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Democracy & Technology Blog Net Neutrality Not a Republican Principle

Would Ronald Reagan have supported net neutrality? A Republican congressman tried to infer it is consistent with the Reagan legacy because, after all, His Justice Deptartment prosecuted AT&T. Let’s set the record straight: Reagan opposed the breakup of AT&T. He reluctantly allowed it to proceed under pressure from zealots at the Antitrust Division. Reagan’s personal views are well documented. See, e.g., “Reagan: In His Own Hand,” by Kiron K. Skinner, Annelise Anderson and Martin Anderson (eds.) at 316-17. It includes the following transcript of a 1979 radio address by Ronald Reagan:

“I hear the govt. is going to or already has sued the phone company again. It makes you wonder how they have the nerve….
“What with busy signals, wrong numbers, etc. it’s easy to have a grudge against “Ma Bell.” Truth is the old girl deservesa big thank you from all of us. For one thing here is a major service none of us feel we can do without, yet in this age of continual inflation that service keeps dropping in cost….
“Back in the 1930’s a long distance call across the country cost $9.50. That was 300 times as much as it cost to send a letter. Now that phone call is only 9 times as expensive as a letter–$1.30 while stamps have gone up to 15 cents…
“Today the miracles we already have are going to be topped by video phone; there are recorder gadgets to take phone calls & messages when you are absent and now they talk of electronic mail. If the cost differential continues at the present rate, it is possible the telephone may put the post office out of business within the next 10 or 20 years. Do you suppose that’s why the government is suing the phone company?”(emphasis added)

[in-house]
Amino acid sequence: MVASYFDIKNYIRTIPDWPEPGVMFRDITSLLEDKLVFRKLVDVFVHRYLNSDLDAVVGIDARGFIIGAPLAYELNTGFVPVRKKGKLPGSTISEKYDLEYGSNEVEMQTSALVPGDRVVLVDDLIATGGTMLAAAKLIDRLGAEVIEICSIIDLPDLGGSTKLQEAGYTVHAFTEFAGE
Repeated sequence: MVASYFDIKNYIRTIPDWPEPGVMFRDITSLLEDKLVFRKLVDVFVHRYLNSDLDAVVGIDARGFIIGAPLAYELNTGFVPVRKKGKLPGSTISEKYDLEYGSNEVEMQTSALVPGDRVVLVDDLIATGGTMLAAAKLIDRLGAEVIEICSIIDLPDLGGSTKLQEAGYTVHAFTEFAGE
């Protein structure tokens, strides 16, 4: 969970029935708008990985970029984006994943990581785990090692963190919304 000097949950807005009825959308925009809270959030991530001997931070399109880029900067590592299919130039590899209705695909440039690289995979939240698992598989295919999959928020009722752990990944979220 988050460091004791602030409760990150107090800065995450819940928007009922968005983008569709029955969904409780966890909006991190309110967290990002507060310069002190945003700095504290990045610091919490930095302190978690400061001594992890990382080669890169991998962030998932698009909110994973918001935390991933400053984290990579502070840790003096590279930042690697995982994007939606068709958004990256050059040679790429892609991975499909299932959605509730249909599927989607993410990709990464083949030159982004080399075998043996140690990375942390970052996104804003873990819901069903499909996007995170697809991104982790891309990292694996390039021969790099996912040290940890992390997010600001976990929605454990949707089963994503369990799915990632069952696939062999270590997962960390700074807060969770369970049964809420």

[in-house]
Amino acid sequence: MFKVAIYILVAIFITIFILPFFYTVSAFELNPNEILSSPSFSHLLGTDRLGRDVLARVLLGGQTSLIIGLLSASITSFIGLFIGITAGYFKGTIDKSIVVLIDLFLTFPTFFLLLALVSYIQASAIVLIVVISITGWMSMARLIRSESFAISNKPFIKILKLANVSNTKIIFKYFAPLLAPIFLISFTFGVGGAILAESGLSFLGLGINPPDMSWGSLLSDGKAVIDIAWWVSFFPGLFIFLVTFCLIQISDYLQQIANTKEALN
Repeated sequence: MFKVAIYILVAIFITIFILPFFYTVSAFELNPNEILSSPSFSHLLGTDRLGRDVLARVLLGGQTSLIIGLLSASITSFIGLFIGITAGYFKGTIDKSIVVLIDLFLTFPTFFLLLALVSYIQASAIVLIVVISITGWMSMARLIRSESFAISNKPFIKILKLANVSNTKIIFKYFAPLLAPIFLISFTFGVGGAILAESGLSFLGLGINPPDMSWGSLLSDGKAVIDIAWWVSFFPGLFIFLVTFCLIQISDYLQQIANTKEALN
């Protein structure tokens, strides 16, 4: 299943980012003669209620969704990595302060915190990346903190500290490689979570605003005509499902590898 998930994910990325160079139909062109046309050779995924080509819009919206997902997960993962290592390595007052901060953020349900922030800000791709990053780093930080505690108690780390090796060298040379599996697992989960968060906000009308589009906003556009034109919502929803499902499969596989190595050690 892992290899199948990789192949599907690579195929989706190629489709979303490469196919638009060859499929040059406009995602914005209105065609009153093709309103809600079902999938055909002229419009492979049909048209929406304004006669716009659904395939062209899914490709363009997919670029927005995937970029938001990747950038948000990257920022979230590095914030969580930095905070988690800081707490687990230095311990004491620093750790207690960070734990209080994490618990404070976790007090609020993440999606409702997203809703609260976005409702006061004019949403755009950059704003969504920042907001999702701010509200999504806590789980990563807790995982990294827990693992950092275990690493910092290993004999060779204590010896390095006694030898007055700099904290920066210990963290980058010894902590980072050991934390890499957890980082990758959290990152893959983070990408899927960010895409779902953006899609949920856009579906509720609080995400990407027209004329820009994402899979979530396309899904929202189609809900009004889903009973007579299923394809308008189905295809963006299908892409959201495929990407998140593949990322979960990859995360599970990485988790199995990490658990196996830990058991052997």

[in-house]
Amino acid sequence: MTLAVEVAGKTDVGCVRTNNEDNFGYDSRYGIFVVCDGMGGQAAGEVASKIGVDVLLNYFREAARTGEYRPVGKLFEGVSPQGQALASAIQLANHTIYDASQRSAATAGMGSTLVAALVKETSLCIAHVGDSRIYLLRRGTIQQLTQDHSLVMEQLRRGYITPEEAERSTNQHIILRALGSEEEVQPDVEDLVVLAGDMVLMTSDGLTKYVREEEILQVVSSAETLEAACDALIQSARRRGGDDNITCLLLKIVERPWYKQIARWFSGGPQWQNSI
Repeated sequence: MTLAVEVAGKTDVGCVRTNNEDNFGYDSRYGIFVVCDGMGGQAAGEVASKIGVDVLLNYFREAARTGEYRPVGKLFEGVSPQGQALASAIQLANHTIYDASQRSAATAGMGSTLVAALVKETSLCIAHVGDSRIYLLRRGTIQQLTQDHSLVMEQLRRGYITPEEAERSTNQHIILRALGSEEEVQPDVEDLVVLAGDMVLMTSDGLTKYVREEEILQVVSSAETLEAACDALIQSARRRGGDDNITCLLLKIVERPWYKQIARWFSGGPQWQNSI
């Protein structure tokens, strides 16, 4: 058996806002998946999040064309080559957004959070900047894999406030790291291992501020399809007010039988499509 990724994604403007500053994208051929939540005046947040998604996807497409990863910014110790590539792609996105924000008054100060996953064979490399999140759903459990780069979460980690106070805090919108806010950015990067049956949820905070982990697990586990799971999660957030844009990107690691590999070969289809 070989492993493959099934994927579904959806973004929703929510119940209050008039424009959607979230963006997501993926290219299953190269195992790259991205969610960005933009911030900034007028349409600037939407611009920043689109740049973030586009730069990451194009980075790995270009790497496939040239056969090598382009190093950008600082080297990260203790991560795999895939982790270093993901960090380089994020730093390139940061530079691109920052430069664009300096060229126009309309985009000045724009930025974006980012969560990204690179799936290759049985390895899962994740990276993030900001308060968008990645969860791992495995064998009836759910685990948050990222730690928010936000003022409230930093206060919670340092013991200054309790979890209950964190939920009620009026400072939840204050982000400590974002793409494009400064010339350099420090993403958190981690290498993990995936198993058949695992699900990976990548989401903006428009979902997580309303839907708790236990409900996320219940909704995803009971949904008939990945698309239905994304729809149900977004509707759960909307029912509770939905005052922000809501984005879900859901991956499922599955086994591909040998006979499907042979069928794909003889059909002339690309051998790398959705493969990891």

Reagan believed in the free market, not big government. Most realize that net neutrality is not a core belief for Republicans. This helps explain why a pro-net neutrality amendment failed 23-8 today in the House Telecom Subcommittee.

Hance Haney

Director and Senior Fellow of the Technology & Democracy Project
Hance Haney served as Director and Senior Fellow of the Technology & Democracy Project at the Discovery Institute, in Washington, D.C. Haney spent ten years as an aide to former Senator Bob Packwood (OR), and advised him in his capacity as chairman of the Senate Communications Subcommittee during the deliberations leading to the Telecommunications Act of 1996. He subsequently held various positions with the United States Telecom Association and Qwest Communications. He earned a B.A. in history from Willamette University and a J.D. from Lewis and Clark Law School in Portland, Oregon.